Minister of State at the Finance Ministry, Charles Adu Boahen, has reassured investors – especially non-resident investors – of strong macroeconomic fundamentals amid the recent global sell-off of Eurobonds on the international market on the back of the US Fed taper announcement, of which Ghana’s bonds have suffered more noticeably.
Similarly, the cost of government financing on the secondary bond market has been on the rise since the third quarter of 2021; with yields rising more broadly across the yield curve as the US Fed begins its scheduled taper timeline.
Speaking at the Graphic Business/Stanbic breakfast meeting with a focus on direction of the 2022 budget, the Minister of State said: “There has been a general global sell-off of Eurobonds, but in terms of Ghana it has been quite pronounced. It is a situation that is of quite a concern, but I want to assure the audience (investors) that nothing has fundamentally changed”.
He added: “We are still on track to meet our fiscal deficit; we are still on track to meet our revenue of the year. We believe that the market reaction is not based on the fundamentals which are essentially the same as they were three to four years ago”.
Per the October report of the Institute of International Finance (IIF) on capital flows in frontier economies, total portfolio flows to 10 countries in sub-Saharan Africa, which includes Ghana, will weaken to US$8.3billion as sovereign Eurobond issuance is set to decline; and tightening global liquidity conditions will likely reduce foreign investor appetite for local frontier market debt.
Mr. Boahen further stated that the upcoming budget will be a boost to investor confidence following the recent sell-off. “We believe that in this upcoming budget we will be able to reassure investors about the credibility of what we are trying to do as a country,” the minister said.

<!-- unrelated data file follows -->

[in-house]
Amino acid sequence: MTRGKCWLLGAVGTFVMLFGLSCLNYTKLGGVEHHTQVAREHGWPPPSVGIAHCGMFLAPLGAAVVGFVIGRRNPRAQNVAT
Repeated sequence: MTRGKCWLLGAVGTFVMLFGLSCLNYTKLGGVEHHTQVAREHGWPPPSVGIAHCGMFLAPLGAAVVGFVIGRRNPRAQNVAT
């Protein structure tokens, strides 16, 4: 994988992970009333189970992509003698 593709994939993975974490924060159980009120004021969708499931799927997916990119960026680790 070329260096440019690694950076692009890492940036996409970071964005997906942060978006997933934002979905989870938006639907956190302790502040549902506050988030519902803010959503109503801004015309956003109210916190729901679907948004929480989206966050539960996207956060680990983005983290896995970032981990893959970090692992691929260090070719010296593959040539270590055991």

“There has also been some capital flight as investors have moved funds back to the US, as yields in the west have become more attractive on the back of Quantitative Easing (QE) and a lot of spending which has pushed rates up and inflation up – making rates there compared to rates here more attractive,” he stated.
The minister highlighted that 2022 will continue to focus on addressing some key areas; such as high debt levels and interest rates, as well as expenditure rationalisation and optimising the implementation of flagship and strategic programmes, and widening revenue sources.
“We continue to have high debt levels and challenges with regard to interest rates that have had an impact on the private sector’s ability to borrow at an attractive rate to fund investment for expanding the economy. The 2022 budget is focused on expenditure rationalisation and optimising implementation of flagship and strategic programmes; and widening and deepening revenue sources, including the expanding the tax net,” he said.
“Debt sustainability and fiscal consolidation is a big priority for us. We want to make sure that we continue to focus on putting our debt on a declining path as we move forward, in order for us to achieve a 60 percent to 65 percent debt to gross domestic product (GDP) target,” the minister emphasised.